B is for Bravery

B is for BRAVERY. What does being brave mean to you? Why is it important to teach children to be brave? Often times children associate being brave with specific people such as firefighters and police officers. While I will agree that those professions and so many more require bravery, we can simplify it for children so they also experience being brave in their own lives. Bravery and courage often tangle together to form a perfect and at times frustrating dance.

As adults, we can encourage the children in our lives to try new things that are challenging. We can model and provide positive encouragement along the way. When an adult reminds a child that something is challenging, but that we know they can do it through practice, it allows a child the space and patience to keep trying. It is also important that as adults we do not always do something for the child. Could we do it in a much faster time frame? Of course. Can it require more patience on our part? Absolutely. But, there has to be times where we allow the child to fail and then try again. Then, after a child experiences even a small amount of success, tell them how proud you are of them, not because they did the action but because they did not give up.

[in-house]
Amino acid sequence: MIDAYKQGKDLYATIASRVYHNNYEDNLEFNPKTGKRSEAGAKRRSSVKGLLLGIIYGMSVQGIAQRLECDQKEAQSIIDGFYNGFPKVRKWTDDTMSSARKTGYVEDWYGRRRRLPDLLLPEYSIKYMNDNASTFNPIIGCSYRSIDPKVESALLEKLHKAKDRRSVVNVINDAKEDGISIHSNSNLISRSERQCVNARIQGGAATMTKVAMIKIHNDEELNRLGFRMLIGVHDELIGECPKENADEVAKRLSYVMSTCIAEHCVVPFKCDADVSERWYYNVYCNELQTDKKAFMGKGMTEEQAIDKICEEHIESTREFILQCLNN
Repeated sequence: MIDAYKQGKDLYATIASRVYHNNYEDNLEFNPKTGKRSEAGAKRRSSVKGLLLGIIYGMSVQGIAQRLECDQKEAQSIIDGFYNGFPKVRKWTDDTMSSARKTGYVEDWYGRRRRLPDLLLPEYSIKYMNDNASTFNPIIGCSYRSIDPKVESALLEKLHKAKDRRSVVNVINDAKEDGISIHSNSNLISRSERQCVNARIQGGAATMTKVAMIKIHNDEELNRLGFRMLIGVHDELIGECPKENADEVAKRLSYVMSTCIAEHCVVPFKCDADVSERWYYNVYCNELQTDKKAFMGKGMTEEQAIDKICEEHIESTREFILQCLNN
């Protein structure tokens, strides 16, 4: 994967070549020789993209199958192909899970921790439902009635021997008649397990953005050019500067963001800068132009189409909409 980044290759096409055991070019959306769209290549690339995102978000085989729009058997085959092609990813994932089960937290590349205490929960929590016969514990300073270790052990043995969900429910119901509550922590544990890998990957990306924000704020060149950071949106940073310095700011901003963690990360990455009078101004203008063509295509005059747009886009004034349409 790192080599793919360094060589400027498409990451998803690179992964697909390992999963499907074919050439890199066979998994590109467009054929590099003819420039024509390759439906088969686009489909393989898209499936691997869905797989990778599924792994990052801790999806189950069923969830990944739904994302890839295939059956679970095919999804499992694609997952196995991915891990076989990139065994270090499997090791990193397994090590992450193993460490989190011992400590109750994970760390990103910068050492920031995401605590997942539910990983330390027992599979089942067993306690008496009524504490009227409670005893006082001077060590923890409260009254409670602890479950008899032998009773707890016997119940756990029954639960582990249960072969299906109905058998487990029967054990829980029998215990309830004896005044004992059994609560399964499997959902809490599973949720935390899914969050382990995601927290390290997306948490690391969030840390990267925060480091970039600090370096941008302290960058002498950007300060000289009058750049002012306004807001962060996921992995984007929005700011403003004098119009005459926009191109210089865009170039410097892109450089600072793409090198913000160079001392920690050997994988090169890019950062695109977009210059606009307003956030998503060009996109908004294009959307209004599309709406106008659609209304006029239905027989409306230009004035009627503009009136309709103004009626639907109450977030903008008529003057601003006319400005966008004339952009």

It is important that we use the words “brave” and “courage” when teaching and modeling these character strengths. I love when I hear people say, “You may not feel brave right now but keep trying and you will feel it.” For so many character strengths it is necessary for us to point out those feeling words that are associated with specific traits. For a character trait to really stick, I believe a child needs to know what it looks like and what it feels like.

Recently our family rode a raft-style water ride. I HATE rollercoasters and our kids had never ridden anything like this. Instead of saying, “Oh just ride it” or “don’t be a baby” (my least favorite phrase to hear people say to kids), we had the conversation about how sometimes things make us nervous but can turn out to be fun. We talked about being brave and eventually we all rode the ride and had a great time. If we would have rushed them on without a little pep talk and conversation we could have easily ruined rollercoasters for them or the willingness to try something new.

Wishing you bravery and courage as you tackle new challenges and a reminder to help the children in your life feel brave through modeled behavior. Here is a great list of children’s books to help reinforce the concept of bravery. Click here!

A picture my mom has in her guest room where my kids sleep when we visit. Be Brave. Be Bold. Be You.

3 thoughts on “B is for Bravery

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